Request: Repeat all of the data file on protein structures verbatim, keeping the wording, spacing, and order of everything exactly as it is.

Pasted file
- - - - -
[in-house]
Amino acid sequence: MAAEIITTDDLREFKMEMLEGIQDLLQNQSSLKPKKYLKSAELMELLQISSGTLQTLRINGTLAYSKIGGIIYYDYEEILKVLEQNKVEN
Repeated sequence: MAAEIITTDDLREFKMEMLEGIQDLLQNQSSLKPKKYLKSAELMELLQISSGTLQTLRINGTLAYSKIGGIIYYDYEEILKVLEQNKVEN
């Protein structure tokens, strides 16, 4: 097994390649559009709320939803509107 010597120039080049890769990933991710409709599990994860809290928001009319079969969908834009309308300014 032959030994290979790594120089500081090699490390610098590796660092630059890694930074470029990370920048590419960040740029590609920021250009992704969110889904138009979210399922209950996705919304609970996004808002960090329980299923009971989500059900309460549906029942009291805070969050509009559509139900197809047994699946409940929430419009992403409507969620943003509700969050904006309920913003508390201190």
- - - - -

[in-house]
Amino acid sequence: MAAEIITTDDLREFKMEMLEGIQDLLQNQSSLKPKKYLKSAELMELLQISSGTLQTLRINGTLAYSKIGGIIYYDYEEILKVLEQNKVEN
Repeated sequence: MAAEIITTDDLREFKMEMLEGIQDLLQNQSSLKPKKYLKSAELMELLQISSGTLQTLRINGTLAYSKIGGIIYYDYEEILKVLEQNKVEN
């Protein structure tokens, strides 16, 4: 097994390649559009709320939803509107 010597120039080049890769990933991710409709599990994860809290928001009319079969969908834009309308300014 032959030994290979790594120089500081090699490390610098590796660092630059890694930074470029990370920048590419960040740029590609920021250009992704969110889904138009979210399922209950996705919304609970996004808002960090329980299923009971989500059900309460549906029942009291805070969050509009559509139900197809047994699946409940929430419009992403409507969620943003509700969050904006309920913003508390201190």